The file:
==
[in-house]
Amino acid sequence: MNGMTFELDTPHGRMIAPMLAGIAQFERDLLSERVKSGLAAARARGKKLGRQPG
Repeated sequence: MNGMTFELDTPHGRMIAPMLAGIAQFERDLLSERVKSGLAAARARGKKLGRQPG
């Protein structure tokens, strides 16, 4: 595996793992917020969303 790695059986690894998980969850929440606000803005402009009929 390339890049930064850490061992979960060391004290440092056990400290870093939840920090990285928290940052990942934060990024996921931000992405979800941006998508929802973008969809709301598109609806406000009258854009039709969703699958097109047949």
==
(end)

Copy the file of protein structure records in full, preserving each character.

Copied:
[in-house]
Amino acid sequence: MNGMTFELDTPHGRMIAPMLAGIAQFERDLLSERVKSGLAAARARGKKLGRQPG
Repeated sequence: MNGMTFELDTPHGRMIAPMLAGIAQFERDLLSERVKSGLAAARARGKKLGRQPG
């Protein structure tokens, strides 16, 4: 595996793992917020969303 790695059986690894998980969850929440606000803005402009009929 390339890049930064850490061992979960060391004290440092056990400290870093939840920090990285928290940052990942934060990024996921931000992405979800941006998508929802973008969809709301598109609806406000009258854009039709969703699958097109047949």